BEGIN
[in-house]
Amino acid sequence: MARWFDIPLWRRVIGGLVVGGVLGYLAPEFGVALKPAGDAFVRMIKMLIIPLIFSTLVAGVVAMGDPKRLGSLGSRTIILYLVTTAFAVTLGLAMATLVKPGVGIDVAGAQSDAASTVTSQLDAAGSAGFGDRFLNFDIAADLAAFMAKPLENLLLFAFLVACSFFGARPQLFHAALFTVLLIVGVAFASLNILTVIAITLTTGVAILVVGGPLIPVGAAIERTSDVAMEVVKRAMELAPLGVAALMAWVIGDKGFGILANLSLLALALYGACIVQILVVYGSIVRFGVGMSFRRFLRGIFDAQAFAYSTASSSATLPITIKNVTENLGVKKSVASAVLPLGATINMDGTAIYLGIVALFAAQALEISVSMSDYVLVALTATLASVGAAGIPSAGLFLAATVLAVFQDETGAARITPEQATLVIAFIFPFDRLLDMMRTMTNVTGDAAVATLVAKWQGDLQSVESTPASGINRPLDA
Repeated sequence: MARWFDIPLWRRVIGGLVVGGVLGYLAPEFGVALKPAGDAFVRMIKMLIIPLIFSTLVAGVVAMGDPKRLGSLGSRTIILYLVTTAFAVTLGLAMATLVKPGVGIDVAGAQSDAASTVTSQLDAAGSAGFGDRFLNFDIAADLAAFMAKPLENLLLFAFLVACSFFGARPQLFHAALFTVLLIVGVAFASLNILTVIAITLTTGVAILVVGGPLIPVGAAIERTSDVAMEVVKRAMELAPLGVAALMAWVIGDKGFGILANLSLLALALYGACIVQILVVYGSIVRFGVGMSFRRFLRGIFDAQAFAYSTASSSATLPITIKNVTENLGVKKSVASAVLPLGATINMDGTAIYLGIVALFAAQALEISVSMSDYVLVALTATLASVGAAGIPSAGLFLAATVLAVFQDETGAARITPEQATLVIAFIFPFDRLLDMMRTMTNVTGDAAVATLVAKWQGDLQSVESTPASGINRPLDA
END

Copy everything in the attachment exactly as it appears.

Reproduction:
[in-house]
Amino acid sequence: MARWFDIPLWRRVIGGLVVGGVLGYLAPEFGVALKPAGDAFVRMIKMLIIPLIFSTLVAGVVAMGDPKRLGSLGSRTIILYLVTTAFAVTLGLAMATLVKPGVGIDVAGAQSDAASTVTSQLDAAGSAGFGDRFLNFDIAADLAAFMAKPLENLLLFAFLVACSFFGARPQLFHAALFTVLLIVGVAFASLNILTVIAITLTTGVAILVVGGPLIPVGAAIERTSDVAMEVVKRAMELAPLGVAALMAWVIGDKGFGILANLSLLALALYGACIVQILVVYGSIVRFGVGMSFRRFLRGIFDAQAFAYSTASSSATLPITIKNVTENLGVKKSVASAVLPLGATINMDGTAIYLGIVALFAAQALEISVSMSDYVLVALTATLASVGAAGIPSAGLFLAATVLAVFQDETGAARITPEQATLVIAFIFPFDRLLDMMRTMTNVTGDAAVATLVAKWQGDLQSVESTPASGINRPLDA
Repeated sequence: MARWFDIPLWRRVIGGLVVGGVLGYLAPEFGVALKPAGDAFVRMIKMLIIPLIFSTLVAGVVAMGDPKRLGSLGSRTIILYLVTTAFAVTLGLAMATLVKPGVGIDVAGAQSDAASTVTSQLDAAGSAGFGDRFLNFDIAADLAAFMAKPLENLLLFAFLVACSFFGARPQLFHAALFTVLLIVGVAFASLNILTVIAITLTTGVAILVVGGPLIPVGAAIERTSDVAMEVVKRAMELAPLGVAALMAWVIGDKGFGILANLSLLALALYGACIVQILVVYGSIVRFGVGMSFRRFLRGIFDAQAFAYSTASSSATLPITIKNVTENLGVKKSVASAVLPLGATINMDGTAIYLGIVALFAAQALEISVSMSDYVLVALTATLASVGAAGIPSAGLFLAATVLAVFQDETGAARITPEQATLVIAFIFPFDRLLDMMRTMTNVTGDAAVATLVAKWQGDLQSVESTPASGINRPLDA